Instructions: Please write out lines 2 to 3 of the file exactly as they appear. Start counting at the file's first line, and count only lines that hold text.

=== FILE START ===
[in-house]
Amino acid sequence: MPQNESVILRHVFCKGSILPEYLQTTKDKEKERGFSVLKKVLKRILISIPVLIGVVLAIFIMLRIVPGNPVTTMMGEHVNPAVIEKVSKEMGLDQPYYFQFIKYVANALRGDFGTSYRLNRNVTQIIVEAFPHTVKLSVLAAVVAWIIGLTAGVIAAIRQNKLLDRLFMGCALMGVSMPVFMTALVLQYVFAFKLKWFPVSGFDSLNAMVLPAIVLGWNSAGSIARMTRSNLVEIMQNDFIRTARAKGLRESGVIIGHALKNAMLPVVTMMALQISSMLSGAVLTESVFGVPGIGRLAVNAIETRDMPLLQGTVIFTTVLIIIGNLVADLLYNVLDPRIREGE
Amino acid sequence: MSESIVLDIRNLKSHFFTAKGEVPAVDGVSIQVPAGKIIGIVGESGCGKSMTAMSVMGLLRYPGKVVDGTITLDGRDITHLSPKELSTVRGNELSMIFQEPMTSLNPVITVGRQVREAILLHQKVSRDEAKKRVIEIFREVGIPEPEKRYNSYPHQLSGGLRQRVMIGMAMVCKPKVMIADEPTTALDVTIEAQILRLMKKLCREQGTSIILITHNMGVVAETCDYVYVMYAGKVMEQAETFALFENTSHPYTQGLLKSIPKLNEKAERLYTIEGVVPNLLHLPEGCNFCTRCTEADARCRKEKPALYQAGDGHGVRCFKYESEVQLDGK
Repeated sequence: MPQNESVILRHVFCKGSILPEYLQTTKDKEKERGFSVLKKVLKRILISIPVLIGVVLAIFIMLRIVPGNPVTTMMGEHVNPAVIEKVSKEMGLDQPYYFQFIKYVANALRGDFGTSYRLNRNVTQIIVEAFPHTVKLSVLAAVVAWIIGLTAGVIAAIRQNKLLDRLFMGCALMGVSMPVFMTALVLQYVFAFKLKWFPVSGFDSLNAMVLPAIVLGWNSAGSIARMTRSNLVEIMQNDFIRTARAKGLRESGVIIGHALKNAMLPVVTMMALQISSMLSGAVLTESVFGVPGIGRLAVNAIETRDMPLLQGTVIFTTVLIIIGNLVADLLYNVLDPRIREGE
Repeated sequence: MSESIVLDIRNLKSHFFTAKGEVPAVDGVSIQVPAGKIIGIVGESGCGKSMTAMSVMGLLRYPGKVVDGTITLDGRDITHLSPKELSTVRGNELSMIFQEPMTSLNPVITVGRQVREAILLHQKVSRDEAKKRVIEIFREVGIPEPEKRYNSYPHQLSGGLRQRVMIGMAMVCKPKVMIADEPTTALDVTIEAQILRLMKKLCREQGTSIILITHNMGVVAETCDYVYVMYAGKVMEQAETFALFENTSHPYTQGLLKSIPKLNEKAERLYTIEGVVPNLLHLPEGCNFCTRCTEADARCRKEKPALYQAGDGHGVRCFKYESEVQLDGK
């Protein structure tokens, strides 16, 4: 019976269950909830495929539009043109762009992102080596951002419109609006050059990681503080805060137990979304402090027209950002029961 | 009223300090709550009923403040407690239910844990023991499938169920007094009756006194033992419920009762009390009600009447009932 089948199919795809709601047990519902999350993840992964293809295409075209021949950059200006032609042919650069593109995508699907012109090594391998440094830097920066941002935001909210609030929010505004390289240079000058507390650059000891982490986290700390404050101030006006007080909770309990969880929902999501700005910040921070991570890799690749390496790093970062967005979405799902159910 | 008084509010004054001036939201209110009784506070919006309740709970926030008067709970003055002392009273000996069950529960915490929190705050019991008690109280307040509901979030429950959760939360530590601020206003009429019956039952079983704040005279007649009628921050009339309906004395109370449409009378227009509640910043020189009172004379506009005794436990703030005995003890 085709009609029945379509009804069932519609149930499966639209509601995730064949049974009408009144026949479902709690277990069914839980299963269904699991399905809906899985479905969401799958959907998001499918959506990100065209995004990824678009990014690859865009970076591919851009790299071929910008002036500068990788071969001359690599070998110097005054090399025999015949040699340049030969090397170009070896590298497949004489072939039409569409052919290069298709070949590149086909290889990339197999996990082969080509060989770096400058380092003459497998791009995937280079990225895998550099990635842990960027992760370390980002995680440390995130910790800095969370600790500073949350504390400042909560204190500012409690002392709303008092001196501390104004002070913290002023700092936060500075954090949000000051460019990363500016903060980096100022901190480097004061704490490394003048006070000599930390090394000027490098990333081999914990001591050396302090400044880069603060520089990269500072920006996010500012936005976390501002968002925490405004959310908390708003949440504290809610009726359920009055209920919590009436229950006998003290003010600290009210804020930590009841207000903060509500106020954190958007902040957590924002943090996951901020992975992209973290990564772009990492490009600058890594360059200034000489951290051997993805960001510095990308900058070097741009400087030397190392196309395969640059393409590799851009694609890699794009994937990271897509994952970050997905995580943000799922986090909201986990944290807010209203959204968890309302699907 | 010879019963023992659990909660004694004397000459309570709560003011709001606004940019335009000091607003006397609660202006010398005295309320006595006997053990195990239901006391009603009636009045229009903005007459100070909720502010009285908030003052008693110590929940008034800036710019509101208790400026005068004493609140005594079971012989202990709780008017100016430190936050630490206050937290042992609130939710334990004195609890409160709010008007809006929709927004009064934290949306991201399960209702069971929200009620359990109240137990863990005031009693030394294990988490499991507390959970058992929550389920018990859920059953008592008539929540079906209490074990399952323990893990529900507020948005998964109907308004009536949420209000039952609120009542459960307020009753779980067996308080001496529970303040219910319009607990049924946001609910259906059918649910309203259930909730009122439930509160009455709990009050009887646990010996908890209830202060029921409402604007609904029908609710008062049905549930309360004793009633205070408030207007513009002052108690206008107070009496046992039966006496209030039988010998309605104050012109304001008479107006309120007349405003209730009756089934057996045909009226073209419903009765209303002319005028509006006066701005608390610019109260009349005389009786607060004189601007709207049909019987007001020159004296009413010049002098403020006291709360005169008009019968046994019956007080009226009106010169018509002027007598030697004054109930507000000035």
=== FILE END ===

Amino acid sequence: MPQNESVILRHVFCKGSILPEYLQTTKDKEKERGFSVLKKVLKRILISIPVLIGVVLAIFIMLRIVPGNPVTTMMGEHVNPAVIEKVSKEMGLDQPYYFQFIKYVANALRGDFGTSYRLNRNVTQIIVEAFPHTVKLSVLAAVVAWIIGLTAGVIAAIRQNKLLDRLFMGCALMGVSMPVFMTALVLQYVFAFKLKWFPVSGFDSLNAMVLPAIVLGWNSAGSIARMTRSNLVEIMQNDFIRTARAKGLRESGVIIGHALKNAMLPVVTMMALQISSMLSGAVLTESVFGVPGIGRLAVNAIETRDMPLLQGTVIFTTVLIIIGNLVADLLYNVLDPRIREGE
Amino acid sequence: MSESIVLDIRNLKSHFFTAKGEVPAVDGVSIQVPAGKIIGIVGESGCGKSMTAMSVMGLLRYPGKVVDGTITLDGRDITHLSPKELSTVRGNELSMIFQEPMTSLNPVITVGRQVREAILLHQKVSRDEAKKRVIEIFREVGIPEPEKRYNSYPHQLSGGLRQRVMIGMAMVCKPKVMIADEPTTALDVTIEAQILRLMKKLCREQGTSIILITHNMGVVAETCDYVYVMYAGKVMEQAETFALFENTSHPYTQGLLKSIPKLNEKAERLYTIEGVVPNLLHLPEGCNFCTRCTEADARCRKEKPALYQAGDGHGVRCFKYESEVQLDGK